Advertisement

Paläontologische Zeitschrift

, Volume 82, Issue 2, pp 209–229 | Cite as

Two new species of the side necked turtle genus,Bairdemys (Pleurodira, Podocnemididae), from the Miocene of Venezuela

  • Eugene S. Gaffney
  • Torsten M. Scheyer
  • Kenneth G. Johnson
  • Jean Bocquentin
  • Orangel A. Aguilera
Article

Abstract

The side-necked turtle genusBairdemys (Podocnemididae,Shweboemys Group) from the Miocene of Venezuela and Puerto Rico is revised, and four species are diagnosed on the basis of skull characters; two are de-scribed as new.B. hartsteini Gaffney & Wood, 2002, from the Cibao Formation of Puerto Rico, is characterized by a higher skull, with a straight labial ridge and a premaxillary notch;B. venezuelensis (Wood & Díaz de Gamero 1971), from the Urumaco Formation of Venezuela, is characterized by the absence of a premaxillary notch, a high anterior triturating surface convexity, a deep posterior triturating surface concavity, and a short pterygoid mid-line contact;B. sanchezi, new species, from the Urumaco Formation of Venezuela, is characterized by a very low anterior triturating surface convexity and shallow posterior triturating surface concavity, a premaxillary notch, small size, and extensive temporal and cheek emargination;B. winklerae, new species, from the Urumaco Formation of Venezuela, is characterized by an elongate, narrow snout, with a concave labial ridge, and no premaxillary notch. Based on osteological and bone histological results, an additional strongly crushed skull and associated cara-pace fragment of a previously undetermined podocnemidid from the Urumaco Formation of Venezuela can be further referred toPodocnemis or a closely related taxon — again underscoring the importance of this formation as one of the major fossil lagerstätten of turtles in South America.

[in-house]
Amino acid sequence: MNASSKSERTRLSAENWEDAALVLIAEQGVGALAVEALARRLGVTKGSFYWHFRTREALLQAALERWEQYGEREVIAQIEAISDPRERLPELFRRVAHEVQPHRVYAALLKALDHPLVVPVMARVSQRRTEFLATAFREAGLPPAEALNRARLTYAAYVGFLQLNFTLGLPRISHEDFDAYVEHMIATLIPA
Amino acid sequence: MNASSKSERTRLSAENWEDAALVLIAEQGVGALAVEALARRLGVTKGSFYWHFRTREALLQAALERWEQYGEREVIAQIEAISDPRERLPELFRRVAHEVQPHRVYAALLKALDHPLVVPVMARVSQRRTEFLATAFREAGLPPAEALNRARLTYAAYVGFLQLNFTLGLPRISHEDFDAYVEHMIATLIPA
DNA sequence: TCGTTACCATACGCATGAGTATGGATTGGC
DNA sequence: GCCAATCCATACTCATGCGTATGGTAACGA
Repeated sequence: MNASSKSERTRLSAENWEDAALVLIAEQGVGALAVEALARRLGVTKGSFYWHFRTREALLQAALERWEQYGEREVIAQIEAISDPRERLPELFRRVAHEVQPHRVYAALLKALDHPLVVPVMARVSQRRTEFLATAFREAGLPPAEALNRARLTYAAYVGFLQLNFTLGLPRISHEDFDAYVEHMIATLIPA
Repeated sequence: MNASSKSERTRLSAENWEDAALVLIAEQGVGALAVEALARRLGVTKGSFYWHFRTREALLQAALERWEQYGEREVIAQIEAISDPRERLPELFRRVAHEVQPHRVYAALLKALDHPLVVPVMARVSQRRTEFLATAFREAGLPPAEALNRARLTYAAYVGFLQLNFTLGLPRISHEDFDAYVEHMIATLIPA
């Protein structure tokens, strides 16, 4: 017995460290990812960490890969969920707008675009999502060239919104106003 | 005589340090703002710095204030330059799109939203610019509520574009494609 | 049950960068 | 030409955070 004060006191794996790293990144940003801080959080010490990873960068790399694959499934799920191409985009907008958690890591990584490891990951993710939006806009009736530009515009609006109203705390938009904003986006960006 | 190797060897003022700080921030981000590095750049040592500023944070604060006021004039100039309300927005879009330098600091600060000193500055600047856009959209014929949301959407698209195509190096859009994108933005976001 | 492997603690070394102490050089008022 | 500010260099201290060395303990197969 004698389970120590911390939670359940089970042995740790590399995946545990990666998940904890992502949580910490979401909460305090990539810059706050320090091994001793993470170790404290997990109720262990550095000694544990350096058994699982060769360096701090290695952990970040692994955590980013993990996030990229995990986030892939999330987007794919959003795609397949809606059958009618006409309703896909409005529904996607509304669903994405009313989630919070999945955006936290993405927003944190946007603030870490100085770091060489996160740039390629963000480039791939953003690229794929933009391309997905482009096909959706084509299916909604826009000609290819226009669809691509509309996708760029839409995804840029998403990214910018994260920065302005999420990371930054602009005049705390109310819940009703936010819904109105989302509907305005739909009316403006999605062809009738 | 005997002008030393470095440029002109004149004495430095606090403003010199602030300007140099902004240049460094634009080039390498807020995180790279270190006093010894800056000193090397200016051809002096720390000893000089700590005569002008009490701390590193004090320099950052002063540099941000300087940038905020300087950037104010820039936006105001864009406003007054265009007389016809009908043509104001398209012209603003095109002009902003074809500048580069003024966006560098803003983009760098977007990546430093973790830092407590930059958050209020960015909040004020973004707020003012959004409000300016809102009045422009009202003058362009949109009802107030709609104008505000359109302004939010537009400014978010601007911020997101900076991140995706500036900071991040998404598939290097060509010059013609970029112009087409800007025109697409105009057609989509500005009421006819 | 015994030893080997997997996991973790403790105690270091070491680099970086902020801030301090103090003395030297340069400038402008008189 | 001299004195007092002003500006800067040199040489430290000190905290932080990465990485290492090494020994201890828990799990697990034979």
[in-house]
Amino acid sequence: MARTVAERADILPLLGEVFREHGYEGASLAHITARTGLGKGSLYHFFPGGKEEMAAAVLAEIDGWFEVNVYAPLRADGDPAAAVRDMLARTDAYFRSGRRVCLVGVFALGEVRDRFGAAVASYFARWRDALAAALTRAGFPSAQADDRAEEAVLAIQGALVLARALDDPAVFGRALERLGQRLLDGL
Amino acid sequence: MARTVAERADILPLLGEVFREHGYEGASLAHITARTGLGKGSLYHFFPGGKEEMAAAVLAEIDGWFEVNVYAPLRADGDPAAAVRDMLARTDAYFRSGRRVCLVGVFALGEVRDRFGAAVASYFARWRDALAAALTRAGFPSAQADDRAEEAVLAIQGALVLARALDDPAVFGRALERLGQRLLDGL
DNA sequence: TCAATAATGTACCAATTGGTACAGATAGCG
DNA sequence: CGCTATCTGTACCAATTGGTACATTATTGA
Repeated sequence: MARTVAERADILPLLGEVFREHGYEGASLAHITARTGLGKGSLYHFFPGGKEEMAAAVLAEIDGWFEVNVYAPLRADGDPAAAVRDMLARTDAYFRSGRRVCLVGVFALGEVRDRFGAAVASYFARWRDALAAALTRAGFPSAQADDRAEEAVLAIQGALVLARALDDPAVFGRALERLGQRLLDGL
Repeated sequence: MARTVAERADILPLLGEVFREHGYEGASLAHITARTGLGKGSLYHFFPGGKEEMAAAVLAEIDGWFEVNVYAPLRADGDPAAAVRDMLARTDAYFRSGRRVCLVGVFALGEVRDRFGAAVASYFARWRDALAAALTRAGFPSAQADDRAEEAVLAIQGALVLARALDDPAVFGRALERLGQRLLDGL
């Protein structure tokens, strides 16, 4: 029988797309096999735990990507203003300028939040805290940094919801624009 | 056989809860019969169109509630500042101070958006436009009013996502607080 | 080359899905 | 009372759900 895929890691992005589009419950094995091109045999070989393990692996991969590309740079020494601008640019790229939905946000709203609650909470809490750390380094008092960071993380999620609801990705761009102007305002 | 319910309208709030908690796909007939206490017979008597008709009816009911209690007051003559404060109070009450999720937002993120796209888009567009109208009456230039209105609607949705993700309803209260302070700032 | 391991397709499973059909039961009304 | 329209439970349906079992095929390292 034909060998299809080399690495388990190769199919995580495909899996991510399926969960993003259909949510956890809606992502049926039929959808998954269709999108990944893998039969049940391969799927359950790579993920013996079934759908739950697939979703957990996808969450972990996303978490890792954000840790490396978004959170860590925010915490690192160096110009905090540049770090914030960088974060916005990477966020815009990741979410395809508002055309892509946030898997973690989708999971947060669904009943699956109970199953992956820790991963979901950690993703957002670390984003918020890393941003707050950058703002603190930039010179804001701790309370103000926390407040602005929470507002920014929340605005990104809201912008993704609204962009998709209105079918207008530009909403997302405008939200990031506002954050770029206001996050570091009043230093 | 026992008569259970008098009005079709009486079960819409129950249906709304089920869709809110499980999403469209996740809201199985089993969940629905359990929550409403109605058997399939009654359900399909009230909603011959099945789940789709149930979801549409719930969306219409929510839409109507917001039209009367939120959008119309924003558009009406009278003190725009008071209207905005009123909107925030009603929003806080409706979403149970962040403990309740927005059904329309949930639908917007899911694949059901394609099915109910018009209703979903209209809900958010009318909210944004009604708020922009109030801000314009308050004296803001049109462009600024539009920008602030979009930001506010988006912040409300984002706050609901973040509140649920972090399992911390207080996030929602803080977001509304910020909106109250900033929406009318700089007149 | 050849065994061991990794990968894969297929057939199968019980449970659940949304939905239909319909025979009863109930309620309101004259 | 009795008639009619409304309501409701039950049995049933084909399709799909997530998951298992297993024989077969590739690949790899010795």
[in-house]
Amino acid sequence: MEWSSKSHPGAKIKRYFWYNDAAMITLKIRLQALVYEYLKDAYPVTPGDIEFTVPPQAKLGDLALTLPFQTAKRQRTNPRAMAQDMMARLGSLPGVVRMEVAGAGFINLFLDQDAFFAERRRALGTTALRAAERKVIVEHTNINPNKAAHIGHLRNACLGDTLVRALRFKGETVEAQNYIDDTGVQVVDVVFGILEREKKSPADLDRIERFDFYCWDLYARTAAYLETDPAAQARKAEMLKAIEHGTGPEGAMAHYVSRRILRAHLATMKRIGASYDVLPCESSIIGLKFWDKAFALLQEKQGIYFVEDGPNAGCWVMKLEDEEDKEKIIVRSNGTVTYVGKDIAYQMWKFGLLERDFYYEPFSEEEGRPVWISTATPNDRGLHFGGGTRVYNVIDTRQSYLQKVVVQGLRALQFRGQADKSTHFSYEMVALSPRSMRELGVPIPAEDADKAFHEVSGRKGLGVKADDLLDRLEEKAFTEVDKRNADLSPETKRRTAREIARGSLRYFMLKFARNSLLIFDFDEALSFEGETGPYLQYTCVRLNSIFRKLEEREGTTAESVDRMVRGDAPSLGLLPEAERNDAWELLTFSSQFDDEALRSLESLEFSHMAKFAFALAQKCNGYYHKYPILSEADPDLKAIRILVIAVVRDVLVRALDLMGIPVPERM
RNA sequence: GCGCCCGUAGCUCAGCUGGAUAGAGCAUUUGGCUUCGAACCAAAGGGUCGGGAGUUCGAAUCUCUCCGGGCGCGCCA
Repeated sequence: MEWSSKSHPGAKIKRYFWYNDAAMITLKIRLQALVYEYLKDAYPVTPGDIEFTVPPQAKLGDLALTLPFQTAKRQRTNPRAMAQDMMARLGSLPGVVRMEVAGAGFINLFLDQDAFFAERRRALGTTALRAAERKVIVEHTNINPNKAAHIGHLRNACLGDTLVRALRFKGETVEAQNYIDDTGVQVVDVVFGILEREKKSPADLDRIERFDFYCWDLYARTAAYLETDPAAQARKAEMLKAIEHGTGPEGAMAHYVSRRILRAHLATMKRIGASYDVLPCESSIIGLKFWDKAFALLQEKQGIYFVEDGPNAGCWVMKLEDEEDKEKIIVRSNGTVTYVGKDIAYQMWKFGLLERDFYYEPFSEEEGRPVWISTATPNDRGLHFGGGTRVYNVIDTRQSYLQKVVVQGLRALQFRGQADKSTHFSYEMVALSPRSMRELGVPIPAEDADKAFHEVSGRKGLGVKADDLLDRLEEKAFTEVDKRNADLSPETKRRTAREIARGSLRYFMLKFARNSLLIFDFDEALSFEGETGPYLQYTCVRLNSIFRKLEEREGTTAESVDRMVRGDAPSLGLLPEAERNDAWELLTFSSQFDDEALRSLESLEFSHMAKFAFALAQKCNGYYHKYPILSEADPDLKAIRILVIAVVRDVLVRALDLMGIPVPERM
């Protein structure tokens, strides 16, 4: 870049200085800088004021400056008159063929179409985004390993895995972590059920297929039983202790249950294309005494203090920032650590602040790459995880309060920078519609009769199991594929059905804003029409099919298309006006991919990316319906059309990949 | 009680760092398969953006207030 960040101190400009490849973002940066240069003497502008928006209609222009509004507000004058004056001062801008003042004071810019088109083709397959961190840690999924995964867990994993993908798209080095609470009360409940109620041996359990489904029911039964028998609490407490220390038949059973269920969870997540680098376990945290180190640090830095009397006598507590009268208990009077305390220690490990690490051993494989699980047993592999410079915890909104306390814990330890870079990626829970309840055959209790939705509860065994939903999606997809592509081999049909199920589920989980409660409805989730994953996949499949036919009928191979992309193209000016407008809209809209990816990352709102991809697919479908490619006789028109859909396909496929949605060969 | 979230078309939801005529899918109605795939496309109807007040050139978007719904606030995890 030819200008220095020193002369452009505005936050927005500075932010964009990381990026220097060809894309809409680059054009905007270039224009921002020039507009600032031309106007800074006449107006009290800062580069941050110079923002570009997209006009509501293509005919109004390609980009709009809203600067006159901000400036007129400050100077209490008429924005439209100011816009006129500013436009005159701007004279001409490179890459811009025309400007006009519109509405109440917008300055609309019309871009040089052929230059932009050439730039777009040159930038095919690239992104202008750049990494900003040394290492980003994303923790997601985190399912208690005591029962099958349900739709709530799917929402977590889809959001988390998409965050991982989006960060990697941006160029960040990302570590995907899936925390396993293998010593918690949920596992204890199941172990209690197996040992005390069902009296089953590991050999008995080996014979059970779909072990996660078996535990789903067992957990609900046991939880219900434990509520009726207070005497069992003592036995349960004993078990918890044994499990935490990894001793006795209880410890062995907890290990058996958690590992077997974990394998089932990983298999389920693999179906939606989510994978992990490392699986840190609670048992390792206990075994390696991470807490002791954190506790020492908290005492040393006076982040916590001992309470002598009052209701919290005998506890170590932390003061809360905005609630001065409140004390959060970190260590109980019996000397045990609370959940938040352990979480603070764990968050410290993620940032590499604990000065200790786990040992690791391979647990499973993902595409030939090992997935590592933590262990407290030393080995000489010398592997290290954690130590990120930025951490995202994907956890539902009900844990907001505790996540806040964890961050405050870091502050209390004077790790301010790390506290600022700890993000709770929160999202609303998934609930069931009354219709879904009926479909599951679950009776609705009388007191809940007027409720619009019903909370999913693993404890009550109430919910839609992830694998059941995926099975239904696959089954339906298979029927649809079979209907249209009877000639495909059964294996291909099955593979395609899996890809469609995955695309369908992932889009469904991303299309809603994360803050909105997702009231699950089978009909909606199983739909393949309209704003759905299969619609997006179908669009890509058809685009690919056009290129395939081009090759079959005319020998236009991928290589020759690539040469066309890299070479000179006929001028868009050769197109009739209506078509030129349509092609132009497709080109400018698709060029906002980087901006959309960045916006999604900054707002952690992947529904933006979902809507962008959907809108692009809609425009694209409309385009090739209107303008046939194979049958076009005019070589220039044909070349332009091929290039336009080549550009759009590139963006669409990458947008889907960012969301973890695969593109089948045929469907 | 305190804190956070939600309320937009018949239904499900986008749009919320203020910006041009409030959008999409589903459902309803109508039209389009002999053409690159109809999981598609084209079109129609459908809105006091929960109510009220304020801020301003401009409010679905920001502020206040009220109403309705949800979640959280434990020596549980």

Keywords

Pleurodires Podocnemididae Bairdemys Urumaco Fm Venezuela shell bone histology 

Zusammenfassung

Die Halswenderschildkröten der GattungBairdemys (Podocnemididae,Shweboemys-Gruppe) aus dem Miozän von Venezuela und Puerto Rico werden revidiert. Aufgrund von diagnostischen Schädelmerkmalen werden vier Arten unterschieden, inklusive zwei hierin neu beschriebener Arten.B. hartsteini Gaffney & Wood, 2002, aus der Cibao Formation, Puerto Rico, ist durch einen hohen Schädel, eine gerade Labialkante des Prämaxillare und eine Prämaxillarkerbe gekennzeichnet,B. venezuelensis (Wood & Diaz de Gamero 1971) aus der Urumaco-Formation Venezuelas durch das Fehlen einer Prämaxillarkerbe, eine hohe anteriore Konvexität und eine tiefe posteriore Konkavität der Kauflächen und einen kurzen Mittellinienkontakt der Pterygoide. Die hier neu beschriebeneB. sanchezi n. sp. aus der Urumaco-Formation, Venezuela, ist charakterisiert durch eine sehr niedrige anteriore Konvexität und eine flache posteriore Konkavität der Kauflächen, eine geringe Größe und starke Temporal- und Wangeneinbuchtungen, wogegenB. winklerae n. sp. aus der Urumaco Formation, Venezuela, durch eine verlängerte schmale Schnauze mit einer konkaven Labialkante charakterisiert ist. Durch osteologische und knochenhistologische Befunde lassen sich ein weiterer stark verdrückter Schädel sowie ein assoziiertes Panzerfragment einer bisher unbestimmten Podocnemidide der GattungPodocnemis oder deren unmittelbarer Verwandtschaft zuordnen. Dies unterstreicht wiederum die Bedeutung der Urumaco-Formation als eine der wichtigsten Lagerstätten fossiler Schildkröten in Südamerika.